What does Error self-signed certificate in certificate chain mean?

Answered by Edward Huber

Error: Self-signed certificate in certificate chain

When OpenSSL displays the error message “self-signed certificate in certificate chain”, it means that the certificate being used is self-signed and not trusted by default. This warning is important because it alerts us to a potential security vulnerability.

To understand this error better, let’s delve into the concept of certificates and certificate chains. In the context of secure communication over the internet, certificates are used to establish trust between a server and a client. They provide a way to verify the authenticity of a website and ensure that the communication between the client and server is encrypted.

Certificates are issued by certificate authorities (CAs) who are responsible for verifying the identity of the server or organization requesting the certificate. When a client connects to a server, it checks the server’s certificate to ensure that it is issued by a trusted CA. If the CA is trusted, the client can be reasonably confident that the server is who it claims to be.

In the case of a self-signed certificate, the server generates its own certificate instead of obtaining one from a trusted CA. This means that there is no external entity vouching for the server’s identity. As a result, the client cannot automatically trust the server’s certificate since it hasn’t been verified by a trusted authority.

When OpenSSL encounters a self-signed certificate in the certificate chain, it raises a warning to bring attention to the potential security risk. This warning is important because it could indicate that the server’s certificate has been tampered with or that there is a man-in-the-middle attack in progress.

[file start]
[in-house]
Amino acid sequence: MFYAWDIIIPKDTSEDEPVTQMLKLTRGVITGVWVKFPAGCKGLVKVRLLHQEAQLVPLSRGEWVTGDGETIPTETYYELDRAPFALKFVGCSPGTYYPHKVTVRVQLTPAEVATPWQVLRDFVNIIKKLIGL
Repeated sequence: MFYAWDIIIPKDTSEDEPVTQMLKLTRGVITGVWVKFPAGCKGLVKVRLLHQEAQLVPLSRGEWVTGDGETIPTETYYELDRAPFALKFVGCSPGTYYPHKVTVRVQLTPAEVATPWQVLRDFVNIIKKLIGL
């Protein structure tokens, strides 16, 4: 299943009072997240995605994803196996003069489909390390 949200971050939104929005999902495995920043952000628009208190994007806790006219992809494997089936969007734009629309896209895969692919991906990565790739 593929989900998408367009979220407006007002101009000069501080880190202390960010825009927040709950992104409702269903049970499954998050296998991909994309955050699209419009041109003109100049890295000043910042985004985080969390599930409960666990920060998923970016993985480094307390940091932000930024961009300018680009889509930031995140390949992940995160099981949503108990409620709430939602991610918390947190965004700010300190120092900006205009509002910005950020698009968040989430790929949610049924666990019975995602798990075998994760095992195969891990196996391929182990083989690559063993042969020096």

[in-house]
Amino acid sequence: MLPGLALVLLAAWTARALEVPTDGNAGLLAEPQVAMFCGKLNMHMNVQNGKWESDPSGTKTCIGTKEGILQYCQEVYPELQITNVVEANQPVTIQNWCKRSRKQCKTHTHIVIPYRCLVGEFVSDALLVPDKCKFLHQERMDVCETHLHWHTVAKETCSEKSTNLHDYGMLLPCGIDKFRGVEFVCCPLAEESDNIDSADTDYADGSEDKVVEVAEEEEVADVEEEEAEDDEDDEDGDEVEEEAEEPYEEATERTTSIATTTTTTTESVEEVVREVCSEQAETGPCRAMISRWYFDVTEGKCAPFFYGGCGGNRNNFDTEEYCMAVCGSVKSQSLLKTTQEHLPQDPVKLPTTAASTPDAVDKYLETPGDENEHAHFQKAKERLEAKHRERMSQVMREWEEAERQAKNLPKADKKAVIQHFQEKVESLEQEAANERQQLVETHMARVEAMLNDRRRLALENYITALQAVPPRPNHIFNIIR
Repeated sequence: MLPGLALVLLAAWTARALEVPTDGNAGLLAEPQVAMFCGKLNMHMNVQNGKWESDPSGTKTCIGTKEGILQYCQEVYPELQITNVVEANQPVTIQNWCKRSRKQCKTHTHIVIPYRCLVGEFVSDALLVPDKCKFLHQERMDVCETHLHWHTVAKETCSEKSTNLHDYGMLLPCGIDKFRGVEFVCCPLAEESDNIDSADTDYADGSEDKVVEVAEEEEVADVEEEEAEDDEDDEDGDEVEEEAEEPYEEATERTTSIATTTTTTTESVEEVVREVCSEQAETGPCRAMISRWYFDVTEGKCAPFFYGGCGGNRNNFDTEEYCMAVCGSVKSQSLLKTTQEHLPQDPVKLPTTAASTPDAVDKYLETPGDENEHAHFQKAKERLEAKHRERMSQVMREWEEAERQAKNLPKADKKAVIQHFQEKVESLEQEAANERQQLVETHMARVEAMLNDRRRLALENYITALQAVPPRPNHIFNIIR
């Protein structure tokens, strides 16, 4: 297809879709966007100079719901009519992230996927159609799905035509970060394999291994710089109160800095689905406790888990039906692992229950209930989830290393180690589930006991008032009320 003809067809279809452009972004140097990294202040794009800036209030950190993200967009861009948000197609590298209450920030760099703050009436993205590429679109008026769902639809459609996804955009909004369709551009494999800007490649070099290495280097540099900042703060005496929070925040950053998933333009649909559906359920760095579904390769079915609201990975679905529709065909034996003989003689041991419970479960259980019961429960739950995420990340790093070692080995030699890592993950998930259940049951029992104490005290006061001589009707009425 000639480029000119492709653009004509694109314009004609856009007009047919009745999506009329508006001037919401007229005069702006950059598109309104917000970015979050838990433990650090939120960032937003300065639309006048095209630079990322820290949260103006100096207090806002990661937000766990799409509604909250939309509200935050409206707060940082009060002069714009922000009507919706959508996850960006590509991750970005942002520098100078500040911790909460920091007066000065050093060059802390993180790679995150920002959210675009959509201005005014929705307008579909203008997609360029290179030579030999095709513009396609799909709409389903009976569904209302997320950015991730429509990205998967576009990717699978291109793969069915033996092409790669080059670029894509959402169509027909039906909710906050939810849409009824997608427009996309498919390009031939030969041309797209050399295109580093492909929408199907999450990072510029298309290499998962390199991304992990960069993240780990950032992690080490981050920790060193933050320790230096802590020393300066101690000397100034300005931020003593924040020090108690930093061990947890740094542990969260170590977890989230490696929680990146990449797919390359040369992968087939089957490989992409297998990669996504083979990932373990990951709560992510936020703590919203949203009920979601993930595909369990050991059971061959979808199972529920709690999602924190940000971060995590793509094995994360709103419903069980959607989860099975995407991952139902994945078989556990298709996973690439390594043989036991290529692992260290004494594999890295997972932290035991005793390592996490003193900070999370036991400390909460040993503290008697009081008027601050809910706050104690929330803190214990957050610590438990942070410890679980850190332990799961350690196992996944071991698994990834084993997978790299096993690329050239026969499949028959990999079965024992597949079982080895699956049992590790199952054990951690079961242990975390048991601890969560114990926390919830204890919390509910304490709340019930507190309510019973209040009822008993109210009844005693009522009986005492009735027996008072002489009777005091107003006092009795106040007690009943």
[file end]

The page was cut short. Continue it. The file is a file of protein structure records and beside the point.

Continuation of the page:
A man-in-the-middle attack occurs when an attacker intercepts the communication between a client and a server, posing as the server to the client and as the client to the server. If the client blindly trusts the self-signed certificate, it could unwittingly establish a connection with the attacker instead of the intended server. This allows the attacker to eavesdrop on or manipulate the communication between the client and server.

To mitigate this risk, it is crucial to properly validate the server’s certificate. There are a few options available to handle this self-signed certificate error:

1. Trust the self-signed certificate: While not recommended in most cases, you can choose to trust the self-signed certificate if you are confident in the server’s identity. This can be done by manually adding the server’s certificate to your trust store. However, this approach should only be taken if you have verified the authenticity of the certificate through other means, such as contacting the server administrator directly.

2. Obtain a certificate from a trusted CA: The ideal solution is to obtain a certificate from a trusted CA. This involves going through a verification process where the CA confirms the identity of the server or organization. Once issued, the client will trust the certificate automatically, eliminating the self-signed certificate error.

3. Use a self-signed certificate for testing or internal purposes only: Self-signed certificates are often used in development or testing environments where the certificate’s authenticity is not critical. However, it is important to ensure that these certificates are not used in production environments where security is paramount. In such scenarios, you can instruct the client to ignore the self-signed certificate error for testing purposes, but caution should be exercised.

In my personal experience, I have encountered situations where self-signed certificates were used for internal testing purposes. While it can be tempting to ignore the warning and proceed with the connection, it is crucial to evaluate the potential risks and make an informed decision. It is always advisable to obtain proper certificates from trusted CAs to ensure secure and authenticated communication.

The error “self-signed certificate in certificate chain” indicates that the server’s certificate is self-signed and not trusted by default. This warning alerts us to the potential security risk of connecting to a server with an unverified identity. It is important to carefully evaluate the situation and take appropriate measures to ensure secure and authenticated communication.